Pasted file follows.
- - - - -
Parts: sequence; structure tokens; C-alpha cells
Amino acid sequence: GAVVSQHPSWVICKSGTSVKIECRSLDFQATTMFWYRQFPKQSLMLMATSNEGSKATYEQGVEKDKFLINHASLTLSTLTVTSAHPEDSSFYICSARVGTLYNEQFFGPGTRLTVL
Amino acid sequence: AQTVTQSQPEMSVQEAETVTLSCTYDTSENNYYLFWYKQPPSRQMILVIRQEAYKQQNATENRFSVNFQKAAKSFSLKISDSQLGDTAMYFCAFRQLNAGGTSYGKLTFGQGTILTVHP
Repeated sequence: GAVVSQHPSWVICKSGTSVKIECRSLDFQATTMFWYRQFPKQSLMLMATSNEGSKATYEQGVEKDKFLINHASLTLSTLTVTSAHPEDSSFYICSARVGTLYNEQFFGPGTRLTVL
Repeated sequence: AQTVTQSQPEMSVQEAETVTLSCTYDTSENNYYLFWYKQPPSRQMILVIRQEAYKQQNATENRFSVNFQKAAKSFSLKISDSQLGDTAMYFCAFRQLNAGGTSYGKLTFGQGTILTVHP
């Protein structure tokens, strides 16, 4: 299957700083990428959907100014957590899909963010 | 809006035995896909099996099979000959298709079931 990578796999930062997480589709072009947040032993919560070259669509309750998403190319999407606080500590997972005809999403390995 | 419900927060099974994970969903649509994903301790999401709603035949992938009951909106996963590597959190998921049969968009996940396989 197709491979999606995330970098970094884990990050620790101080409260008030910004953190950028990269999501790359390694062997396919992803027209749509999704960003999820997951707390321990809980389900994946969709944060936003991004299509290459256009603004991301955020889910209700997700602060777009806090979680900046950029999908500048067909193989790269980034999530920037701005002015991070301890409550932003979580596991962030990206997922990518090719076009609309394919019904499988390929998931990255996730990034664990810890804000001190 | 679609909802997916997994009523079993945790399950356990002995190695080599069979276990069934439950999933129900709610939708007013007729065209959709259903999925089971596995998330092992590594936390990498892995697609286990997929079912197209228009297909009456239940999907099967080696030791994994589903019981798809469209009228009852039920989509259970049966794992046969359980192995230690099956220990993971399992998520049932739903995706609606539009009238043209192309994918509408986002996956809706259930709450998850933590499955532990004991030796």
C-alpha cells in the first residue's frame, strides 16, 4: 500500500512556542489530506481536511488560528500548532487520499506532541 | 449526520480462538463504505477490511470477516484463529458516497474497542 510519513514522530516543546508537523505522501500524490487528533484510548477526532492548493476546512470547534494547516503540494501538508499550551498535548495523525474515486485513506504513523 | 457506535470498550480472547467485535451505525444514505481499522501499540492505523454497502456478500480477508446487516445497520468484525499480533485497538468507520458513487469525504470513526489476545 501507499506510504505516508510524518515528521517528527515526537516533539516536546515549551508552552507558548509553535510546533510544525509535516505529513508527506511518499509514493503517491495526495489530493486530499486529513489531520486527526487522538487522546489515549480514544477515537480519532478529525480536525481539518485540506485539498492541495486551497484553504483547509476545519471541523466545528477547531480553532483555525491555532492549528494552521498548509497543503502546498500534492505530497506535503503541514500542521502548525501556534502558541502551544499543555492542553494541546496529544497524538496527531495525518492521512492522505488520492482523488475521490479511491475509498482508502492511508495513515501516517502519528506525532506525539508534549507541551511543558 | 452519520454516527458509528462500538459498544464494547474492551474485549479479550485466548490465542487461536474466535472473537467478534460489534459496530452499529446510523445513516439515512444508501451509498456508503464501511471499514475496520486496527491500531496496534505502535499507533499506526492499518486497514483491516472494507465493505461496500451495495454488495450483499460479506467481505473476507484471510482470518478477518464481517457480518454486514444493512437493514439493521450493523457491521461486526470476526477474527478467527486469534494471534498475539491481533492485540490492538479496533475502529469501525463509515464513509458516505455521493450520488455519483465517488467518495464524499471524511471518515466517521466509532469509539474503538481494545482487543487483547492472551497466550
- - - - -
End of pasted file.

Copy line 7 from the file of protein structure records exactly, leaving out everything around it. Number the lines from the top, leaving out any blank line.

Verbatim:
C-alpha cells in the first residue's frame, strides 16, 4: 500500500512556542489530506481536511488560528500548532487520499506532541 | 449526520480462538463504505477490511470477516484463529458516497474497542 510519513514522530516543546508537523505522501500524490487528533484510548477526532492548493476546512470547534494547516503540494501538508499550551498535548495523525474515486485513506504513523 | 457506535470498550480472547467485535451505525444514505481499522501499540492505523454497502456478500480477508446487516445497520468484525499480533485497538468507520458513487469525504470513526489476545 501507499506510504505516508510524518515528521517528527515526537516533539516536546515549551508552552507558548509553535510546533510544525509535516505529513508527506511518499509514493503517491495526495489530493486530499486529513489531520486527526487522538487522546489515549480514544477515537480519532478529525480536525481539518485540506485539498492541495486551497484553504483547509476545519471541523466545528477547531480553532483555525491555532492549528494552521498548509497543503502546498500534492505530497506535503503541514500542521502548525501556534502558541502551544499543555492542553494541546496529544497524538496527531495525518492521512492522505488520492482523488475521490479511491475509498482508502492511508495513515501516517502519528506525532506525539508534549507541551511543558 | 452519520454516527458509528462500538459498544464494547474492551474485549479479550485466548490465542487461536474466535472473537467478534460489534459496530452499529446510523445513516439515512444508501451509498456508503464501511471499514475496520486496527491500531496496534505502535499507533499506526492499518486497514483491516472494507465493505461496500451495495454488495450483499460479506467481505473476507484471510482470518478477518464481517457480518454486514444493512437493514439493521450493523457491521461486526470476526477474527478467527486469534494471534498475539491481533492485540490492538479496533475502529469501525463509515464513509458516505455521493450520488455519483465517488467518495464524499471524511471518515466517521466509532469509539474503538481494545482487543487483547492472551497466550